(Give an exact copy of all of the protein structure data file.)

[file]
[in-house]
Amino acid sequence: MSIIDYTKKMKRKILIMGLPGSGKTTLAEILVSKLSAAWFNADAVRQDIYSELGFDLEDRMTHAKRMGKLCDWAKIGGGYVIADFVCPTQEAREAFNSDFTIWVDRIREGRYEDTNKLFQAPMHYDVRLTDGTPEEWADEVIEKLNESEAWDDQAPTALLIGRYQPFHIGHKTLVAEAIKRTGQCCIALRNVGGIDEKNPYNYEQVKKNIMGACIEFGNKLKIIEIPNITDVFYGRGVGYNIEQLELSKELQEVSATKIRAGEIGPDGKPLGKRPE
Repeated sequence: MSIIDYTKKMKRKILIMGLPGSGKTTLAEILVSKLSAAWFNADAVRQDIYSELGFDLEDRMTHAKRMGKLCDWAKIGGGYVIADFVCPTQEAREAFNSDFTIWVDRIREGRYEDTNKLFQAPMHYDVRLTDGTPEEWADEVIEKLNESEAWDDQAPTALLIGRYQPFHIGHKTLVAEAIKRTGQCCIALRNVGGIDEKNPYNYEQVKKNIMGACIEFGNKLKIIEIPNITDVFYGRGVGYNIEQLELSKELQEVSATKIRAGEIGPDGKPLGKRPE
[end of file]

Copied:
[in-house]
Amino acid sequence: MSIIDYTKKMKRKILIMGLPGSGKTTLAEILVSKLSAAWFNADAVRQDIYSELGFDLEDRMTHAKRMGKLCDWAKIGGGYVIADFVCPTQEAREAFNSDFTIWVDRIREGRYEDTNKLFQAPMHYDVRLTDGTPEEWADEVIEKLNESEAWDDQAPTALLIGRYQPFHIGHKTLVAEAIKRTGQCCIALRNVGGIDEKNPYNYEQVKKNIMGACIEFGNKLKIIEIPNITDVFYGRGVGYNIEQLELSKELQEVSATKIRAGEIGPDGKPLGKRPE
Repeated sequence: MSIIDYTKKMKRKILIMGLPGSGKTTLAEILVSKLSAAWFNADAVRQDIYSELGFDLEDRMTHAKRMGKLCDWAKIGGGYVIADFVCPTQEAREAFNSDFTIWVDRIREGRYEDTNKLFQAPMHYDVRLTDGTPEEWADEVIEKLNESEAWDDQAPTALLIGRYQPFHIGHKTLVAEAIKRTGQCCIALRNVGGIDEKNPYNYEQVKKNIMGACIEFGNKLKIIEIPNITDVFYGRGVGYNIEQLELSKELQEVSATKIRAGEIGPDGKPLGKRPE